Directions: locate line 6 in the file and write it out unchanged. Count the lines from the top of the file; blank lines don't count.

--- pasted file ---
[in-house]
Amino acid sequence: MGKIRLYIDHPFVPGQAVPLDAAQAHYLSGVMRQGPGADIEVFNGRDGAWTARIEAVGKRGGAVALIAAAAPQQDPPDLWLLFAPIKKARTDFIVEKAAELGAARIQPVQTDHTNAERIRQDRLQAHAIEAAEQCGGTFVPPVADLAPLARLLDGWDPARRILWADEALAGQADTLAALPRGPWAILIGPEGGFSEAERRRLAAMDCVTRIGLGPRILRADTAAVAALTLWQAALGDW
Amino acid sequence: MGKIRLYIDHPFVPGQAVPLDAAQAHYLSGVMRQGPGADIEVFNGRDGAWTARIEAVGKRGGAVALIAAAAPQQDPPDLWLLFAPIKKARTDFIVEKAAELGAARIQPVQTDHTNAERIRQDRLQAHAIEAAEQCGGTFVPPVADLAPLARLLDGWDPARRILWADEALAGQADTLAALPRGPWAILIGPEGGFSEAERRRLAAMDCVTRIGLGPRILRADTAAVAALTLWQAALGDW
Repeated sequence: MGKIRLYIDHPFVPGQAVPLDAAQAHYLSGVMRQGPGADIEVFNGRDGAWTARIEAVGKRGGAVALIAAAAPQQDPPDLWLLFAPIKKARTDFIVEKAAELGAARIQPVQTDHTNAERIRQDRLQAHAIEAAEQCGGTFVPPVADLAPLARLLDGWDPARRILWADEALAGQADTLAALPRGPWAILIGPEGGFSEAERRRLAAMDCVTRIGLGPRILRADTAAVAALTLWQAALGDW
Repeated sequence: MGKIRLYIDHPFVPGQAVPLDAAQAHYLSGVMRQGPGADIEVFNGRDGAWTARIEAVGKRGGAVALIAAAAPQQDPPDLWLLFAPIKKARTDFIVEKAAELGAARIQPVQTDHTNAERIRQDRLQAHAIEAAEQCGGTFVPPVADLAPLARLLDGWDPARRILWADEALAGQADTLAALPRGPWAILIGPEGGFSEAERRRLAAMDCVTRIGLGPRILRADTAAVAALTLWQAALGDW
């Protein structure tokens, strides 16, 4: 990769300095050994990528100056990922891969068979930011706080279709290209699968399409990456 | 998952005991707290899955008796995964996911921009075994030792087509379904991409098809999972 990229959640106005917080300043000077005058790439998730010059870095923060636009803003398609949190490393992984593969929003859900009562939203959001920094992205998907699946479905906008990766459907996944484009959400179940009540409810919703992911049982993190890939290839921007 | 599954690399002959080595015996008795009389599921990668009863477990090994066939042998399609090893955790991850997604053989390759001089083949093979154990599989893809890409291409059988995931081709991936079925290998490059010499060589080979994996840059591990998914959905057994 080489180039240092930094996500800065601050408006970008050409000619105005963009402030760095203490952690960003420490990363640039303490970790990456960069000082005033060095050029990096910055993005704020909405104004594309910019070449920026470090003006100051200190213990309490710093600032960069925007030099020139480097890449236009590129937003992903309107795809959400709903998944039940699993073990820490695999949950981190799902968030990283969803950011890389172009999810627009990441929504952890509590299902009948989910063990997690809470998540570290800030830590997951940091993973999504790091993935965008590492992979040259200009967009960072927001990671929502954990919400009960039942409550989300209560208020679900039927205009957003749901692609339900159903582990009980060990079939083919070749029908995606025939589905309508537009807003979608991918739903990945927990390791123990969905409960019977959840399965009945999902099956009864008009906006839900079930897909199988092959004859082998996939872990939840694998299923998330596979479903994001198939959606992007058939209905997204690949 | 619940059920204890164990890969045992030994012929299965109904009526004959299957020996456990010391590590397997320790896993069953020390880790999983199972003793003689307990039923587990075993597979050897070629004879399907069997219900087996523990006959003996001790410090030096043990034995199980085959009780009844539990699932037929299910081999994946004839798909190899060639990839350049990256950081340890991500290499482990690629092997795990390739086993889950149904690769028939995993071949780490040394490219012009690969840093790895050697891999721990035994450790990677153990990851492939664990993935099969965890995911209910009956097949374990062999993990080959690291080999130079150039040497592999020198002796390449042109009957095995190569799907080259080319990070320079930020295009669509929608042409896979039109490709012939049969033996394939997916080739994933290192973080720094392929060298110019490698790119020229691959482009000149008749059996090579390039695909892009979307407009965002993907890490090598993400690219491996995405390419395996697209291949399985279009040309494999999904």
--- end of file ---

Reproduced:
């Protein structure tokens, strides 16, 4: 990769300095050994990528100056990922891969068979930011706080279709290209699968399409990456 | 998952005991707290899955008796995964996911921009075994030792087509379904991409098809999972 990229959640106005917080300043000077005058790439998730010059870095923060636009803003398609949190490393992984593969929003859900009562939203959001920094992205998907699946479905906008990766459907996944484009959400179940009540409810919703992911049982993190890939290839921007 | 599954690399002959080595015996008795009389599921990668009863477990090994066939042998399609090893955790991850997604053989390759001089083949093979154990599989893809890409291409059988995931081709991936079925290998490059010499060589080979994996840059591990998914959905057994 080489180039240092930094996500800065601050408006970008050409000619105005963009402030760095203490952690960003420490990363640039303490970790990456960069000082005033060095050029990096910055993005704020909405104004594309910019070449920026470090003006100051200190213990309490710093600032960069925007030099020139480097890449236009590129937003992903309107795809959400709903998944039940699993073990820490695999949950981190799902968030990283969803950011890389172009999810627009990441929504952890509590299902009948989910063990997690809470998540570290800030830590997951940091993973999504790091993935965008590492992979040259200009967009960072927001990671929502954990919400009960039942409550989300209560208020679900039927205009957003749901692609339900159903582990009980060990079939083919070749029908995606025939589905309508537009807003979608991918739903990945927990390791123990969905409960019977959840399965009945999902099956009864008009906006839900079930897909199988092959004859082998996939872990939840694998299923998330596979479903994001198939959606992007058939209905997204690949 | 619940059920204890164990890969045992030994012929299965109904009526004959299957020996456990010391590590397997320790896993069953020390880790999983199972003793003689307990039923587990075993597979050897070629004879399907069997219900087996523990006959003996001790410090030096043990034995199980085959009780009844539990699932037929299910081999994946004839798909190899060639990839350049990256950081340890991500290499482990690629092997795990390739086993889950149904690769028939995993071949780490040394490219012009690969840093790895050697891999721990035994450790990677153990990851492939664990993935099969965890995911209910009956097949374990062999993990080959690291080999130079150039040497592999020198002796390449042109009957095995190569799907080259080319990070320079930020295009669509929608042409896979039109490709012939049969033996394939997916080739994933290192973080720094392929060298110019490698790119020229691959482009000149008749059996090579390039695909892009979307407009965002993907890490090598993400690219491996995405390419395996697209291949399985279009040309494999999904």